Johnston addressed an audience at the Royal Institute of International Affairs in London in 1995.  He is quoted as stating that “ ¼although  spiritual factors will play an increasing role in resolving political conflict, political theory has not caught up with this reality.  Insensitivity to spiritual influences on politics, has led to uninformed foreign policy choices.” 


In summary, the spiritual influence on violence is one that should no longer be ignored by persons of any faith.  Let me leave with some words from a leader – President Olesgun Obasanjo of Nigeria – who knows all too well the difficulties in reconciling faith, politics, and spirituality:

“True believers, be they Moslems or Christians, know all humans are created by God and ought not be harmed, but loved.”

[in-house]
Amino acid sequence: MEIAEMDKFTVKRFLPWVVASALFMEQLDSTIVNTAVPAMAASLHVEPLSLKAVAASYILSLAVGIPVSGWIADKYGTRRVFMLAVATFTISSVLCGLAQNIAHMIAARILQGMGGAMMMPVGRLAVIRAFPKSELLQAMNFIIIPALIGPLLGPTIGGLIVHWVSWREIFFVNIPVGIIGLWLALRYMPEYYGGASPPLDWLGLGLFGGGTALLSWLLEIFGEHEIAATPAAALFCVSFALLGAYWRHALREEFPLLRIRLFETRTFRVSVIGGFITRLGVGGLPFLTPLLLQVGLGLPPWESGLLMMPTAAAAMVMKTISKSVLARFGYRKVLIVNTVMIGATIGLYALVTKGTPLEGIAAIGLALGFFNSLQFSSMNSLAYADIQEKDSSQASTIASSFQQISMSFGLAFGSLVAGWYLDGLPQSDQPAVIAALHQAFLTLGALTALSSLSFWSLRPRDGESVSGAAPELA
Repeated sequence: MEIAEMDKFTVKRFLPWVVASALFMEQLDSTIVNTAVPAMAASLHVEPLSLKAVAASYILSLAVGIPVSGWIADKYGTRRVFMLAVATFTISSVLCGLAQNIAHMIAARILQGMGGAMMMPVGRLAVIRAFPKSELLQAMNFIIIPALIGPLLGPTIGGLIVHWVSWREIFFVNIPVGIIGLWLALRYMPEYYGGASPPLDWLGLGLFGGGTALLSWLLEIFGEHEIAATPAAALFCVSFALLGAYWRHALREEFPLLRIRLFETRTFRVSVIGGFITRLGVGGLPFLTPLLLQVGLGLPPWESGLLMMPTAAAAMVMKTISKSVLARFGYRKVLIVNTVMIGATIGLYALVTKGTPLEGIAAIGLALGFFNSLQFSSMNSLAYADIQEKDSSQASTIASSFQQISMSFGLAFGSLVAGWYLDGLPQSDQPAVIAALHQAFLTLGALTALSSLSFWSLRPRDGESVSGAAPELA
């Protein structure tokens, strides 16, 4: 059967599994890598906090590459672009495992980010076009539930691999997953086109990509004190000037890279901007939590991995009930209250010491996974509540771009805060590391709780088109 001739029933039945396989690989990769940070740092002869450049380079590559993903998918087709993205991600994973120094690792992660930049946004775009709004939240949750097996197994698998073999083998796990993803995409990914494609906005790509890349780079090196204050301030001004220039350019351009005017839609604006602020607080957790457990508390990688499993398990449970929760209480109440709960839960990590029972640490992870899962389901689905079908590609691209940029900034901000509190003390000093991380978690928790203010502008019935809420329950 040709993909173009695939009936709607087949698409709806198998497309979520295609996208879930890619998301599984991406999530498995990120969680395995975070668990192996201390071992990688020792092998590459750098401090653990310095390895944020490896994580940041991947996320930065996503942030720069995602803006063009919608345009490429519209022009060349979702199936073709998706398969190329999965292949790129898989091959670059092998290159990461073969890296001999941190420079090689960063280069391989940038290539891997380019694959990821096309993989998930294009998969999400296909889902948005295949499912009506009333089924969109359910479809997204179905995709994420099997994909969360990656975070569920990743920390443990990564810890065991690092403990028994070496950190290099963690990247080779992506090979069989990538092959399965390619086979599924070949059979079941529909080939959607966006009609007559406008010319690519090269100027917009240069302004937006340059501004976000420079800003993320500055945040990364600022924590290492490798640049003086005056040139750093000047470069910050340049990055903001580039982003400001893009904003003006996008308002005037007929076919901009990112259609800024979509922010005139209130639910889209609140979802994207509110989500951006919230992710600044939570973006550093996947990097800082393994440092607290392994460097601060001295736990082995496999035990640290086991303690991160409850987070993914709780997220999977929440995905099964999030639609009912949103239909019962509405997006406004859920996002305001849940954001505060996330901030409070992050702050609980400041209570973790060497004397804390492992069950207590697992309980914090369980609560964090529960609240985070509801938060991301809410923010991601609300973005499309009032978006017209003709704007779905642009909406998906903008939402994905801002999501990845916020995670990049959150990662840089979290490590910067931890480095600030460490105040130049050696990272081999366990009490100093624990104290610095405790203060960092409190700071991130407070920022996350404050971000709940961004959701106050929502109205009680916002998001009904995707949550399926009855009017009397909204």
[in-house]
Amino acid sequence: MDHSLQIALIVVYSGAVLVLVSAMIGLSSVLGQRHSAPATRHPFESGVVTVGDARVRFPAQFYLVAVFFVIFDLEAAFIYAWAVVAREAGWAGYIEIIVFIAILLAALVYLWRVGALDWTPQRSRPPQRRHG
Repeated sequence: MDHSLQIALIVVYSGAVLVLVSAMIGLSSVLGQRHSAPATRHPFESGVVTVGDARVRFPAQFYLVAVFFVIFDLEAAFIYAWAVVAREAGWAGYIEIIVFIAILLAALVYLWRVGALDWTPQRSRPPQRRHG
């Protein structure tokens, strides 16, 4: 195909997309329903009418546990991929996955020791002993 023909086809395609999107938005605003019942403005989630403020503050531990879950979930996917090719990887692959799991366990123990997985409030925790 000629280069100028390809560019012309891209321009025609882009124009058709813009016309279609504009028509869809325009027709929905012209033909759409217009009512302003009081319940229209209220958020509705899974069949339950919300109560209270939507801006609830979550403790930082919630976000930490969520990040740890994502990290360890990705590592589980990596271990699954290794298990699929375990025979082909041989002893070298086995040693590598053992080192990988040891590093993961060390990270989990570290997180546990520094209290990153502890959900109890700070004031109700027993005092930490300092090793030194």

Your history proclaims Canadian Baptist Ministries to be an organization committed to reconciliation at many different levels.  As you continue to pursue that Ministry well into this third millennium, I encourage you to persevere in choosing, commissioning and supporting extraordinary people who will not be afraid to face tense and difficult situations, transforming them through love and compassion.

To the degree that you are successful in that calling, you will contribute to the lives of the needy, and to the quality of life in many nations, including our own beloved Canada.